Speed is key in a small team. This is especially true for level art. Today we’ll go over the Cathedral Boss Arena, and how it went from concept to reality in 2 days time.
Our process begins with coffee and a sketchbook. Jot down a brief description. Sketch a bit. Make a checklist of assets.
Blocking Out Stage
Block out the level in Unity using primitives. Play it a lot. And I mean a lot. There wasn’t much to this level, so this step went quick.
Use the OBJExporter plugin to get the level out of Unity and into the software package of your choice. Seriously, this plugin is amazing.
Level Art Goodness!
Repurpose, recycle, reuse where possible. Make all of the bad art less bad.
I do that until the level assumes its role.
Then step back. This level still has quite a way to go, but I feel it’s necessary to walk away for a short while. We’ve proven that it can stand on it’s own, has a distinct feel, and tells a little bit of story. Time away will offer better insight on changes/additions.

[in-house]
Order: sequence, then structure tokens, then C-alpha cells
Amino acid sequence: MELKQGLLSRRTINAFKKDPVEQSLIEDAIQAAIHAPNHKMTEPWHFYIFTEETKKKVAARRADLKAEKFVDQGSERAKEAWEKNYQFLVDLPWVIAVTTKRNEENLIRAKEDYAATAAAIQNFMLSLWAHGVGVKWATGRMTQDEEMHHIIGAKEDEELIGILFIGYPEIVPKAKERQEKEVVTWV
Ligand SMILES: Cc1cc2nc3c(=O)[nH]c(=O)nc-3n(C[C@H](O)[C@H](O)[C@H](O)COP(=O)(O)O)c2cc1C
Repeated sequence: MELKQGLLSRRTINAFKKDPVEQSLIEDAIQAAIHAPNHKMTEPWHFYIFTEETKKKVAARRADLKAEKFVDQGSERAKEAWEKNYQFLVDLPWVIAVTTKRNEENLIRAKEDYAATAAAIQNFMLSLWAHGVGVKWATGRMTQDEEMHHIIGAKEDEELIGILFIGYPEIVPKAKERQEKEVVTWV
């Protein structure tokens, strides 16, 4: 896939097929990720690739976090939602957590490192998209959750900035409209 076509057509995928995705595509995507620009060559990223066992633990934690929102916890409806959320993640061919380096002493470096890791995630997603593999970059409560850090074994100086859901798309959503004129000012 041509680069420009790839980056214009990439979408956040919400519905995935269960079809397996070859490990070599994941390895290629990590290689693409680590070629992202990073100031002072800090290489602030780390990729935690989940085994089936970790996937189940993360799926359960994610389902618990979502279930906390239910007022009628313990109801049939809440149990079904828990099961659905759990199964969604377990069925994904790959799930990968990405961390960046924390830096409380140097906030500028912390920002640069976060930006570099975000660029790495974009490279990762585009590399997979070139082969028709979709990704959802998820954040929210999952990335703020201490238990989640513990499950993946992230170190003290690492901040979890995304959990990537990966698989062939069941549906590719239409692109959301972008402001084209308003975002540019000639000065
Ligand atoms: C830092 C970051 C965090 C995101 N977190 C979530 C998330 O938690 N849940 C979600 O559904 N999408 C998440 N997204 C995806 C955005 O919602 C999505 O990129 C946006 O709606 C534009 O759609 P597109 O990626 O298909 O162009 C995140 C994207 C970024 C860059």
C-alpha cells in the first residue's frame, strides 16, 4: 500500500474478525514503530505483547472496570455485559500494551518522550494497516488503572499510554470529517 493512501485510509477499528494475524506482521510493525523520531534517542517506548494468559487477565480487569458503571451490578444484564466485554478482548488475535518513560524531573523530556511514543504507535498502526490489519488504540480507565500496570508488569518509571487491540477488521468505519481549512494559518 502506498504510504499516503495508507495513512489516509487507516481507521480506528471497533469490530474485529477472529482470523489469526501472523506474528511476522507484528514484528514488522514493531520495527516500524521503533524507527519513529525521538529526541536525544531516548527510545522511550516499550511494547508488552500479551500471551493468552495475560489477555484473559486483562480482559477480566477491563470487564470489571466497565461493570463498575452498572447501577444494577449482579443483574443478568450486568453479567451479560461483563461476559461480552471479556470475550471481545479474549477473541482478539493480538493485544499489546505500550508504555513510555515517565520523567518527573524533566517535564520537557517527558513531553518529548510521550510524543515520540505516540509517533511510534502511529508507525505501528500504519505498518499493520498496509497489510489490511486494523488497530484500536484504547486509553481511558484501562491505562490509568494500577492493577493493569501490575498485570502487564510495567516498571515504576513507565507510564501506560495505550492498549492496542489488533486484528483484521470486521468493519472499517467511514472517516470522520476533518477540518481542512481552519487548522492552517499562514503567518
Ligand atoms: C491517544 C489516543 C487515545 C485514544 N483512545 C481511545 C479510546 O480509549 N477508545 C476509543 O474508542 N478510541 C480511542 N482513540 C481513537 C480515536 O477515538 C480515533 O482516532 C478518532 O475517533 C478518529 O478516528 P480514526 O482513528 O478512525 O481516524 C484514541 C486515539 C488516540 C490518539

A few good practices:
- I include similar props in the checklist, but only make one or two from a group. If I return later and see they aren’t needed, the time wasn’t wasted. If there is a better option, no work is thrown out. Their absence will be glaring if they were indeed needed.
- Create starter packs for level art! A handful of props in an empty game object can be saved and dropped in a room for easy decorating. Duplicate the things needed, hide the things that aren’t.
- Re-purpose textures as much as possible. Only 3 new textures were made for this level, the candle, the fruit, and the stained glass. A good library will saves more time than you can imagine.
Later on I’ll fix up the stained glass window, add additional tribute, fill out the space in the back, add more hanging things, and finalize the balcony section.
That’s all! Thanks for reading.